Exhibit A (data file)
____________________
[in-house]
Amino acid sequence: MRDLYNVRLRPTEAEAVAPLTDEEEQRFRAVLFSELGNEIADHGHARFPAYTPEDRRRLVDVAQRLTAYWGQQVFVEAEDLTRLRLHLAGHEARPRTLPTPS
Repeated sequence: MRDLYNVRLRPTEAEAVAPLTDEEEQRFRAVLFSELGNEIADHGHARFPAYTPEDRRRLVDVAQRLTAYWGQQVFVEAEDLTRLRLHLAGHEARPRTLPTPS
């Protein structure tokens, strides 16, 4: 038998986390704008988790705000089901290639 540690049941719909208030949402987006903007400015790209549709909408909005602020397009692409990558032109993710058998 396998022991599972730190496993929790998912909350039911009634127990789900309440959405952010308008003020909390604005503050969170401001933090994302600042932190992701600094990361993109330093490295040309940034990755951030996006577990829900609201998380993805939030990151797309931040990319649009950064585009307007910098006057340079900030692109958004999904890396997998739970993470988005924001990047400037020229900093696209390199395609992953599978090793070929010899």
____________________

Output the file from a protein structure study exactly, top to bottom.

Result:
[in-house]
Amino acid sequence: MRDLYNVRLRPTEAEAVAPLTDEEEQRFRAVLFSELGNEIADHGHARFPAYTPEDRRRLVDVAQRLTAYWGQQVFVEAEDLTRLRLHLAGHEARPRTLPTPS
Repeated sequence: MRDLYNVRLRPTEAEAVAPLTDEEEQRFRAVLFSELGNEIADHGHARFPAYTPEDRRRLVDVAQRLTAYWGQQVFVEAEDLTRLRLHLAGHEARPRTLPTPS
């Protein structure tokens, strides 16, 4: 038998986390704008988790705000089901290639 540690049941719909208030949402987006903007400015790209549709909408909005602020397009692409990558032109993710058998 396998022991599972730190496993929790998912909350039911009634127990789900309440959405952010308008003020909390604005503050969170401001933090994302600042932190992701600094990361993109330093490295040309940034990755951030996006577990829900609201998380993805939030990151797309931040990319649009950064585009307007910098006057340079900030692109958004999904890396997998739970993470988005924001990047400037020229900093696209390199395609992953599978090793070929010899």